CHICAGO Dec 2 November was not kind to Archer
Daniels Midland Co.
The Illinois-based grain trader suffered two blows in two
weeks last month when Australia rejected its planned takeover of
GrainCorp Ltd and the Obama administration proposed the
first-ever cuts to requirements for use of U.S. biofuel produced
The GrainCorp decision, announced on Friday by Australia's
treasurer, disappointed ADM executives who had pursued GrainCorp
for 13 months as a central part of their strategy to expand. The
deal would have increased opportunities for exports to
fast-growing areas of Asia and the Middle East.
Analysts said ADM was down, but not out by a long shot. The
company is already benefiting from a record-large U.S. corn
harvest that should support profits well into 2014.
Shares fell 3 percent on Friday but remain up 47 percent
The company, led by Chief Executive Patricia Woertz, faces a
difficult decision in the near term about whether to maintain,
increase, or dump its 20 percent stake in GrainCorp, said Ken
Zaslow, analyst for BMO Capital Markets.
ADM may decide the position is no longer strategically
beneficial, unless executives believe they can successfully
acquire GrainCorp in the future, or form a strategic
partnership, he said.
There are few other takeover targets in Australia as
GrainCorp is the country's last major independent grain handler.
"We wonder if this signals the inability for agribusiness
companies to continue to consolidate, which limits a key
opportunity for them to deploy high cash balances and expand
returns," Zaslow said.
ADM spokeswoman Jackie Anderson declined to comment on
The GrainCorp deal was set to become the latest tie-up in
the rapid consolidation of the global grains sector amid intense
competition to feed countries like China.
ADM is one of the world's largest agricultural trading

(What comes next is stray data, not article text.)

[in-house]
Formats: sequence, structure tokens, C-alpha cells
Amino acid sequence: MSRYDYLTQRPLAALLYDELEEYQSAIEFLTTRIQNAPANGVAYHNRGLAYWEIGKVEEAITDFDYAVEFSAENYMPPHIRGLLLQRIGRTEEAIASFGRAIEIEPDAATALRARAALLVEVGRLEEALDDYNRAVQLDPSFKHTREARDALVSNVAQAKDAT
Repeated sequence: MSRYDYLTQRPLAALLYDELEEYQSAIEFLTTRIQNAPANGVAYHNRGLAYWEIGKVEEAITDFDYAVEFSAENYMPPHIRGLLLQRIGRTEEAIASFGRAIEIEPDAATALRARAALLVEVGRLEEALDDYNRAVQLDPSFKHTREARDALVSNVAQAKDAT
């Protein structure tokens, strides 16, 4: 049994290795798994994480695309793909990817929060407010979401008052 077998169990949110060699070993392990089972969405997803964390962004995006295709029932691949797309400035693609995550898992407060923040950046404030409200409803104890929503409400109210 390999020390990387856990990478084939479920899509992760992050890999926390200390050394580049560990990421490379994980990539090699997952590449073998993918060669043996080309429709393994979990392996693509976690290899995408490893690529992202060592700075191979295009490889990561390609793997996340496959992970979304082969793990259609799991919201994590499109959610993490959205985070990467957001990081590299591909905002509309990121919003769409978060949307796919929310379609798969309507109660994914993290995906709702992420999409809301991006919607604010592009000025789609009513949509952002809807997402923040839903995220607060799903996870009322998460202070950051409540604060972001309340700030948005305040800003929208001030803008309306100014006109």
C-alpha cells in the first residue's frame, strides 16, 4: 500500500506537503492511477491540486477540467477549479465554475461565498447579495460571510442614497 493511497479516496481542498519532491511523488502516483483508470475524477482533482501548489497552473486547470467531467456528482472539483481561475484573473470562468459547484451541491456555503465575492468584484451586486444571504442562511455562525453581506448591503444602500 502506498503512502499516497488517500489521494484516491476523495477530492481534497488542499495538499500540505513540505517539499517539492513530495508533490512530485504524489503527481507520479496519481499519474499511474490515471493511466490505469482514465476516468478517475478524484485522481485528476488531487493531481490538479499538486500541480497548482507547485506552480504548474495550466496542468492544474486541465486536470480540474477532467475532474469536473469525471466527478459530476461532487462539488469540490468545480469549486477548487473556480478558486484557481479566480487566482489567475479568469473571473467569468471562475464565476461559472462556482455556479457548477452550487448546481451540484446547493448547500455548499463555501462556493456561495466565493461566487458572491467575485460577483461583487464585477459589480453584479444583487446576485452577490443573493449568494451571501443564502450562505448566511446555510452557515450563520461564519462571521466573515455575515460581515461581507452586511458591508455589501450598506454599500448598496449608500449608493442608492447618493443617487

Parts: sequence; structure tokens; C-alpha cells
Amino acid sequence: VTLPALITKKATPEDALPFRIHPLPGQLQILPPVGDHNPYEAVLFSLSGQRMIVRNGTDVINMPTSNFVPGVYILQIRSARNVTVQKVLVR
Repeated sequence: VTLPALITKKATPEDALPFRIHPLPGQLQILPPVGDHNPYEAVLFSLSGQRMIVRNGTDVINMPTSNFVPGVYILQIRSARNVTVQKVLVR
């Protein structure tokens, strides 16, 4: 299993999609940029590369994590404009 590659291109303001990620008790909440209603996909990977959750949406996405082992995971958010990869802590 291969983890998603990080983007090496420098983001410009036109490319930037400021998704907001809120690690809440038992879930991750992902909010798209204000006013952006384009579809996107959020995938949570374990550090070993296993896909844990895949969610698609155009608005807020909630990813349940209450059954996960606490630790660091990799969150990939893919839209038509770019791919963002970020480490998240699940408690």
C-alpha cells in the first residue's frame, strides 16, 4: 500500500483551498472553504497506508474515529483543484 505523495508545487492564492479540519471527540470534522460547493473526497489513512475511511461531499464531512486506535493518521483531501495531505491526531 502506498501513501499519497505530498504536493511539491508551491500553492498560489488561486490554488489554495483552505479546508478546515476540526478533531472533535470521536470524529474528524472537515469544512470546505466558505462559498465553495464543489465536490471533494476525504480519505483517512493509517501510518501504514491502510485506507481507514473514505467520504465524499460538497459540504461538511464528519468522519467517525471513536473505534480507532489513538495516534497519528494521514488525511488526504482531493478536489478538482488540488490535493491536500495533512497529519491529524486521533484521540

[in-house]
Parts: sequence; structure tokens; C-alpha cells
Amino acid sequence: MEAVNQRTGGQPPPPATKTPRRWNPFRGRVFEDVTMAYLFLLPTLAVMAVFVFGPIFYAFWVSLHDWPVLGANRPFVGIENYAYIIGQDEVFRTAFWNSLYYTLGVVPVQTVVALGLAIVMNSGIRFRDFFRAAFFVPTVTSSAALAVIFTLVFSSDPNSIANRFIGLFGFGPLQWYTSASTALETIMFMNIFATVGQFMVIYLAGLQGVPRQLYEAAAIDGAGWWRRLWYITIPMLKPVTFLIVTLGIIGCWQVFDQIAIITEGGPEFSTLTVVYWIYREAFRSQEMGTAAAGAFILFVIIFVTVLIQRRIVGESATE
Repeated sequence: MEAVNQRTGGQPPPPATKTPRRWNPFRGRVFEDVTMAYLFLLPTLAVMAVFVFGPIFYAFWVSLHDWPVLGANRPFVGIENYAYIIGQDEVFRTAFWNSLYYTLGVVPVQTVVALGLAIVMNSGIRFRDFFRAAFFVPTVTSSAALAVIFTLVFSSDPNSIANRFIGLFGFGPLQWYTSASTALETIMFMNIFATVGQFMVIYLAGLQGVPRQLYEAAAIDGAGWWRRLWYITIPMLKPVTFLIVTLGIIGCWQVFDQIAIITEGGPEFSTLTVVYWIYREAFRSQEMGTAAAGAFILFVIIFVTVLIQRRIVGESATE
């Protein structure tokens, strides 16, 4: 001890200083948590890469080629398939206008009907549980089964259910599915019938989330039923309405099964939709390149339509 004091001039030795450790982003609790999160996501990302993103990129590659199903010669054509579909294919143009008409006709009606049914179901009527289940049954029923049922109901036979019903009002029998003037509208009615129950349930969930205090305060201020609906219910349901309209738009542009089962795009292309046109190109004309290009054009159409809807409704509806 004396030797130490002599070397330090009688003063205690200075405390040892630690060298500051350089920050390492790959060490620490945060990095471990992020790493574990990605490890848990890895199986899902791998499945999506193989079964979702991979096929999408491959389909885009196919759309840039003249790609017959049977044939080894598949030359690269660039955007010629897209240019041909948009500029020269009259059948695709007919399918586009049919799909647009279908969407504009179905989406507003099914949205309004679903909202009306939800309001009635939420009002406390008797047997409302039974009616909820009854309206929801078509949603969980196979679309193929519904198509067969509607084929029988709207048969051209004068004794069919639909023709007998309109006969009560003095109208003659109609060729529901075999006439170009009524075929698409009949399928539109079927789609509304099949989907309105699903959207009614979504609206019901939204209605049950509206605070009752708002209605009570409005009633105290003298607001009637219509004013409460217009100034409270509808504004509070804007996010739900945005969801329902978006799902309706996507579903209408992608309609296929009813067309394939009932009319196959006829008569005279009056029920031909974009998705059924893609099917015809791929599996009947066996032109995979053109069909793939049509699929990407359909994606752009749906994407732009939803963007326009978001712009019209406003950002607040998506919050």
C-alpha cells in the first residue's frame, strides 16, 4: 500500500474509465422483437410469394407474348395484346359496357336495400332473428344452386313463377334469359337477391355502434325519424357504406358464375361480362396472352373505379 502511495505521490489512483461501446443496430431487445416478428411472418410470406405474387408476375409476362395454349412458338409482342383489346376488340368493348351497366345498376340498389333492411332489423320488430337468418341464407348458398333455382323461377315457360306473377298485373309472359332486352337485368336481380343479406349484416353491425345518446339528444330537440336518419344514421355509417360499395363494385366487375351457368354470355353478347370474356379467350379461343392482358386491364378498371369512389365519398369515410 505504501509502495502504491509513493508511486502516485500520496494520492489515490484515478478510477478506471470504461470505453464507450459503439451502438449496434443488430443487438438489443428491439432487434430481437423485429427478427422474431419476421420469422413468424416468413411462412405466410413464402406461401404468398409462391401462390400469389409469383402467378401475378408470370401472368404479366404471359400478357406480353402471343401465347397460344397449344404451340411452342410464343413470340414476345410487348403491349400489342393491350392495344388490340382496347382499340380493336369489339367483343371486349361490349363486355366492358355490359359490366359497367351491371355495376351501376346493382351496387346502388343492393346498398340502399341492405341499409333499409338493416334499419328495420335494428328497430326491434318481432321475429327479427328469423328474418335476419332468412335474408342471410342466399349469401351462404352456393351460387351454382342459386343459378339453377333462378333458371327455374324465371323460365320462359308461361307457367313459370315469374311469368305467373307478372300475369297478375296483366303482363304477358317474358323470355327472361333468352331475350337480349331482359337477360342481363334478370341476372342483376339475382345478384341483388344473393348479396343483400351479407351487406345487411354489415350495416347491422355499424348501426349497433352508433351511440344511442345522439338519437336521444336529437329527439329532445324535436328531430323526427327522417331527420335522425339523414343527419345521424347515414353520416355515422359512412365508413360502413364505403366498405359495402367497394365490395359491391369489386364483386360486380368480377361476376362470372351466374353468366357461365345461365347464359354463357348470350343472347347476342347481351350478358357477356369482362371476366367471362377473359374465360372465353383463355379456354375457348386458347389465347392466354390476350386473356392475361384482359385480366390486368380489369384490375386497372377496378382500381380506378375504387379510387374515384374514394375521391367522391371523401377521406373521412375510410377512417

houses, competing with rivals Bunge, Cargill
and Louis Dreyfus to buy, sell, transport, store and
Australia is the world's second-largest wheat exporter, with
easy access to key Asian markets. GrainCorp dominates the
country's east coast storage, distribution and marketing of
grains, handling 85 percent of eastern Australia's exports.
Bankers determined over the last 10 days that ADM's
acquisition would likely fail, a source familiar with the matter
told Reuters. ADM representatives had stepped up talks with
Australia's government in an attempt to save the acquisition,
the source said.
In a final public attempt, ADM on Wednesday bolstered its
bid for GrainCorp with additional commitments to Australian
ADM could still use partnerships with GrainCorp to build
relationships with farmers and "go some way to meeting its
objectives in securing a competitive position in accumulating
east coast grain," JP Morgan analyst Stuart Jackson said.
The move by the U.S. Environmental Protection Agency to
slash requirements for the use of biofuels came as less of a
surprise to analysts than the GrainCorp defeat. The proposal,
announced Nov. 15, still stung ADM, one of the nation's largest
producers of corn-based ethanol.
Tom Graves, equity analyst for S&P Capital IQ, recently
downgraded ADM to a "sell" from a "hold" due to the EPA's
"Demand for ethanol could be something of a swing factor of
the results that they report," Graves said about ADM. "It's
potentially perhaps one of the more volatile businesses
depending on prices and levels of demand."
So far, an influx of corn from a record-large U.S. harvest
has pushed corn futures to three-year lows and ethanol margins
to their highest level since late 2009, the last year of a
record corn harvest.
Demand for ethanol could support production, even if
government mandates for usage drop, Woertz said recently.
The massive harvest also increases the amount of grain
available for ADM to handle.
GrainCorp was not "a make-or-break deal" for the company's
future, said Ken Smithmier, an independent grain trader who
formerly worked for ADM.
"They still have the right idea," he said about ADM. "Their
attention is in the right direction."